Don't Expand the Admissions Committees Law
The "Admissions Committees Law" granted small community localities in the Negev and the Galilee (including community neighborhoods that are extensions of kibbutzim and moshavim), the unique and controversial authority to carry out selective admission procedures for new residents. A new law seeks to increase the localities to which the Admissions Committees Law applies to localities with up to 600 plots, rather than 400 families, as well as to expand the geographical areas and settlements over which the Law applies.
On December 29, 2021, ACRI submitted a position paper to the Chair of the Ministerial Committee for Legislation, expressing our opposition to the bill. In the paper, Attorney Gil Gan-Mor argued that there is no justification for upholding an admissions procedure in localities that are predominantly suburban in nature and do not constitute special communal settlements. With respect to human dignity, all citizens of democracies have the right to live wherever they want and subordinating this right to an invasive and intrusive screening process requires considerable justification.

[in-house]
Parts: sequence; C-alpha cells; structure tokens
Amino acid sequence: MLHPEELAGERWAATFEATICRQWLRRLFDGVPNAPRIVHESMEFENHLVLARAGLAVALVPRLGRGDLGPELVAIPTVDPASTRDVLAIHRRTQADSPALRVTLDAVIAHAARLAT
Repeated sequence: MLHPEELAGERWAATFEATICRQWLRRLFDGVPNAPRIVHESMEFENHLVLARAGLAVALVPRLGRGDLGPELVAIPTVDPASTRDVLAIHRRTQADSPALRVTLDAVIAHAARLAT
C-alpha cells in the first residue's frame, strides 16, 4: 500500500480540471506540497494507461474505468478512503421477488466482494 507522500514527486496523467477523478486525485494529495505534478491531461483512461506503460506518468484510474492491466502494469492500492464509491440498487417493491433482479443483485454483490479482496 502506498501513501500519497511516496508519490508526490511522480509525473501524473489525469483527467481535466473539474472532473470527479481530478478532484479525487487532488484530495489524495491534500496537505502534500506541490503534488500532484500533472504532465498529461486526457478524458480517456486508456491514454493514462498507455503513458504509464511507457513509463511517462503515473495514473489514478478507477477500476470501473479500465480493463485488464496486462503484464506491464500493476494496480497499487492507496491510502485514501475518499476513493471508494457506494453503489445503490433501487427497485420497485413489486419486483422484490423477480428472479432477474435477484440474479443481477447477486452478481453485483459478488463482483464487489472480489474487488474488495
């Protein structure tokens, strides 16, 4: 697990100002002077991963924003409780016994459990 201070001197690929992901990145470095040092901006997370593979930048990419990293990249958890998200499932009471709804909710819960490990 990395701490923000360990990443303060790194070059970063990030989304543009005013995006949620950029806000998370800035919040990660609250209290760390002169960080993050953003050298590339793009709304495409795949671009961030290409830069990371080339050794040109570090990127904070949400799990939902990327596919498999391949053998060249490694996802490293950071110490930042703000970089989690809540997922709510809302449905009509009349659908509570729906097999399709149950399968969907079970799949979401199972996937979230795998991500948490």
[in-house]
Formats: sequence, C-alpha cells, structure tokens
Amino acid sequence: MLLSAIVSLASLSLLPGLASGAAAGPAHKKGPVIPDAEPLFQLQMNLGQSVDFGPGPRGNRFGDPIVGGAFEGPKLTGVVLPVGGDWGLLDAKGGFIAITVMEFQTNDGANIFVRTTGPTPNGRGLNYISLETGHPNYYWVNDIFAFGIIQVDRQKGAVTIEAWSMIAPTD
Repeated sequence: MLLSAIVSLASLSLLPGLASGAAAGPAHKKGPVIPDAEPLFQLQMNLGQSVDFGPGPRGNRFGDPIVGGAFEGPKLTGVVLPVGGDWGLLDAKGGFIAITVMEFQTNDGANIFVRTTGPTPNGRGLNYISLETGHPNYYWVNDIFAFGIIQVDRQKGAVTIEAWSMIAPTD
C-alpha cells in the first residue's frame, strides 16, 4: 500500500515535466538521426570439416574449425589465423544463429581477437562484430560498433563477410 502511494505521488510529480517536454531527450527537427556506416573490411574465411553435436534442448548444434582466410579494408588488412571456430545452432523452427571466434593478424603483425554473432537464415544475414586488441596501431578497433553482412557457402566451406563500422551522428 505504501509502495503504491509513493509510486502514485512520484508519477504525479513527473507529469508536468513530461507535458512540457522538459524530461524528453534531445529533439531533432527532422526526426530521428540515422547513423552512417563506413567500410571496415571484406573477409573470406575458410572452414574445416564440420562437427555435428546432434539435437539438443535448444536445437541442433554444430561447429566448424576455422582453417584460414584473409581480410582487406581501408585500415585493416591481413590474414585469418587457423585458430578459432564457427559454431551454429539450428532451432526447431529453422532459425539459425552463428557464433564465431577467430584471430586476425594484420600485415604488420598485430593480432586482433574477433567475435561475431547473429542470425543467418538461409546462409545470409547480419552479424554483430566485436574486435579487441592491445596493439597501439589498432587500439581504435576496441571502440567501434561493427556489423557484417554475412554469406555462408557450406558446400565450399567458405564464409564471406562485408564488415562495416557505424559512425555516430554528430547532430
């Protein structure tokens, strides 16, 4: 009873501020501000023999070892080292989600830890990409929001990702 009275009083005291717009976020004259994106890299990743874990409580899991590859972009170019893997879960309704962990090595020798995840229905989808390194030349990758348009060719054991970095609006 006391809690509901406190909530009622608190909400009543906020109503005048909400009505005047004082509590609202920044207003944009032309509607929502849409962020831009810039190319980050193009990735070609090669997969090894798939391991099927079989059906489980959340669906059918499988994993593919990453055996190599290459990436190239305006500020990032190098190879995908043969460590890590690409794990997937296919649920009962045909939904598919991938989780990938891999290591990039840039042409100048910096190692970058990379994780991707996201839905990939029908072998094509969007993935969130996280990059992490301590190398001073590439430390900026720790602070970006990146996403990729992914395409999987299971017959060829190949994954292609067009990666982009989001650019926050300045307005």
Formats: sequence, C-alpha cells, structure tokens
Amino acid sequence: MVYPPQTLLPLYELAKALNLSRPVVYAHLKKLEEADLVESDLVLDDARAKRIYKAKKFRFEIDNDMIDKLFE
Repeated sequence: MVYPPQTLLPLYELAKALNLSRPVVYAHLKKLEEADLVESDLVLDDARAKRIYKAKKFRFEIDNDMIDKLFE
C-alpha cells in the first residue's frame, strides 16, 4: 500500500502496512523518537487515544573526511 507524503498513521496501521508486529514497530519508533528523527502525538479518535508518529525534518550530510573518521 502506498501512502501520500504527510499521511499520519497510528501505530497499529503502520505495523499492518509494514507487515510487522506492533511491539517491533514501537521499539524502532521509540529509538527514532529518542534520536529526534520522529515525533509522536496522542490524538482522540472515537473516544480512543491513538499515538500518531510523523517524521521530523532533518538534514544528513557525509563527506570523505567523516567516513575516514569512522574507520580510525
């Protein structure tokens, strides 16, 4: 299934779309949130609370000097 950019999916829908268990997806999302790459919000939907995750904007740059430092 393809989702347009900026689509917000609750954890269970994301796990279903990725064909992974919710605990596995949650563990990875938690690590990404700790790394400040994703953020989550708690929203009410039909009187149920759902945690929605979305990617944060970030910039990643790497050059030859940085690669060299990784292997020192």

ACRI argued that screening processes based on such broad and vague rationale, including compatibility with community life or the socio-cultural fabric of a locality, constitute a gateway for often covert, arbitrary and unacceptable discrimination, whether carried out consciously or not. Moreover, the very existence of the Admissions Committees, and various other informal screening procedures, create a "chilling effect" that deters many people from even trying to be accepted into hundreds of localities throughout the country. The law should thus be repealed or restricted, rather than expanded. With regard to the settlements, they claimed that the Knesset is not authorized to enact a law that would apply in the Occupied Territories.